As part of the anti-money laundering and combating financing of terrorism (AML/CFT), the core lies in identifying the origin of the illegal proceeds and beneficial owners of such funds. Thus, identifying beneficial ownership is an essential element of the overall AML/CFT Program of all the regulated entities, including those regulated by IFSCA (International Financial Service Centre Authority).

In the IFSCA (AML, CFT, and KYC) Guidelines, 2022, the authorities mandate the regulated entities operating in IFSC to implement adequate measures and procedures for identifying and verifying the identity of the beneficial owners.

Let’s explore the concept of beneficial ownership, who can qualify as Beneficial Owner (BO) of a legal person or legal arrangement, and the significance of the BO identification to mitigate the financial crime risks.

IFSCA AML Guidelines

Who Would Qualify as a Beneficial Owner under IFSC AML Guidelines?

The general understanding of the beneficial owner is the person who ultimately controls or owns the legal person (corporate, partnership firm, etc.) or a legal arrangement (trust or foundation), either by way of ownership interest (shareholding) or controlling right.

The IFSCA AML Guidelines define different criteria to identify the BO depending on the nature of the legal structure.

As per IFSCA AML Guidelines, for a company, the beneficial owner is the natural person who owns or is entitled to more than 10% of the company’s share capital or profits or has the controlling rights by way of appointment of a majority of the directors or overall control over the management.

In the case of a partnership firm, the BO is the natural person owning or entitled to more than 10% of the firm’s capital or profits. Similar is the case for an unincorporated association or body of individuals, where the BO is the person who has rights over more than 15% of the organization’s property, or capital, or profits.

Where the beneficial owners cannot be determined based on the ownership or controlling rights, the senior management official shall be construed as the BO.

For a legal arrangement like a trust, the IFSCA AML Guidelines provide that the BO would be the person who is the author of the trust, a trustee/beneficiary with 10% or more interest in the trust, or a person exercising ultimate effective control over the trust.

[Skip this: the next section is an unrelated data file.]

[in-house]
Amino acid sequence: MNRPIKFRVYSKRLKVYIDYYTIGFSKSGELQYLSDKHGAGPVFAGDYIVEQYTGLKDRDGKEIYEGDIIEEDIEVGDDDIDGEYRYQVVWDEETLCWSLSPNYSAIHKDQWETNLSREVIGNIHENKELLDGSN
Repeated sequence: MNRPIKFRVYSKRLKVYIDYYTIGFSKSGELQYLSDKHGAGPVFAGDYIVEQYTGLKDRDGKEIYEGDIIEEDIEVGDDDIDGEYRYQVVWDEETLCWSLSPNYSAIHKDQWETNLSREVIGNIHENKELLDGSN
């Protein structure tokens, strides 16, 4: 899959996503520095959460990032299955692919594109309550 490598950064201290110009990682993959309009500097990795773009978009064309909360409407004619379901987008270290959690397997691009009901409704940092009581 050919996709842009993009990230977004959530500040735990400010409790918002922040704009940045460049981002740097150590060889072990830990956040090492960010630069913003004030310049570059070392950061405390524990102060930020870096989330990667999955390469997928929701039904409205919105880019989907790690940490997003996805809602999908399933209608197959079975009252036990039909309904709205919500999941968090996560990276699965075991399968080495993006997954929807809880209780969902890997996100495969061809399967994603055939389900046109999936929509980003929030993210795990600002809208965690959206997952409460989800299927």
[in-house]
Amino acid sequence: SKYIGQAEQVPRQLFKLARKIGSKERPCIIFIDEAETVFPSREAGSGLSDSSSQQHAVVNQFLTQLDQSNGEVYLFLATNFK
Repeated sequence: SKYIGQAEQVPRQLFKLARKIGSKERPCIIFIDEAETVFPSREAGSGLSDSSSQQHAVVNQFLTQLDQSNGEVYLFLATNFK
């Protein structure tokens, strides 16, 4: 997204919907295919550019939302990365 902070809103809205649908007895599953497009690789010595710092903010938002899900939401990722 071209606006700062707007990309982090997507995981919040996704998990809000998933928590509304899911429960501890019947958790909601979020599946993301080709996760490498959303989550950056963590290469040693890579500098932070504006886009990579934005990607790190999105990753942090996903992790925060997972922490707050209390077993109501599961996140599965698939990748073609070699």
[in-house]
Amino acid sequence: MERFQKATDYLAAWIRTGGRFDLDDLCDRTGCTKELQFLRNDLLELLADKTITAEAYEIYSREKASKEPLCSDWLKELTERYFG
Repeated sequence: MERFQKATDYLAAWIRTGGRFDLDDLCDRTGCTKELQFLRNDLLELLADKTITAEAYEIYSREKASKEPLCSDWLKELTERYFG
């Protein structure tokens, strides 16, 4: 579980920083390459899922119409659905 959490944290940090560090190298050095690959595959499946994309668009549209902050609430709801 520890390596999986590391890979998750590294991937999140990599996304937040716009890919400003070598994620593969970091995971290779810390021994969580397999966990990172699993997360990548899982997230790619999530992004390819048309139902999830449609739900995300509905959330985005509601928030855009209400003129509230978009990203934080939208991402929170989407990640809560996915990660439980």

Thus, beneficial ownership is all about the natural person holding a significant share in an entity, exercising voting rights, or having a controlling interest by way of power to appoint or dismiss the majority of senior managerial personnel.

Why is the identification of Beneficial Ownership significant under the AML program?

In today’s world, where the creation of companies or any other legal arrangement has become so easy, the instances of it being exploited by criminals are also growing. The various types of legal structures are set up to intentionally complicate the network to evade taxes, avoid regulatory disclosures, special vehicles to protect the assets, etc., with the sole purpose of hiding the nature or origin of the wealth, association with criminals’ activities and obscure the identity of such criminals.

BO identification is essential to promote transparency in the business relationship, enabling the regulated entities to prevent money laundering or other financial crimes.

Identifying the actual beneficial owners and understanding the legal structure is essential for the effectiveness of the Customer Due Diligence process and, in turn, the overall AML program. With clarity around the beneficial owners, the regulated entities can assess the potential risk a customer can pose to the business and deploy adequate risk mitigation measures.

Navigating through the controlling and ownership pyramid would enable the regulated entities to understand the nature of the customer’s activities and determine whether the legal person with whom the business relationship is proposed to be set is a genuine customer or a mere veil set up to conceal the identity of the true owners having ill-intentions. This understanding allows the regulated entities to develop a comprehensive risk profile for each customer, enabling more effective ongoing monitoring of the transactions and business relationships. Further, BO identification also allows the regulated entities to identify the red flags indicating involvement in financial crime, making the timely reporting and prevention of suspicious transactions possible.

The clarity around the natural person with whom the business transactions are to be conducted boosts the regulated entities’ AML measures – minimizing the risk of being exploited by the launderers under the guise of legal arrangement and preventing the criminals from penetrating the financial system.

Not identifying the beneficial owners or misidentifying the BOs results in incorrect customer risk assessment and, thus, the gap in applying the required risk mitigation measures. This opens the door for the launderers and other financial criminals to infiltrate the IFSC entities’ business, resulting in non-compliance penalties, loss of reputation, and customer trust.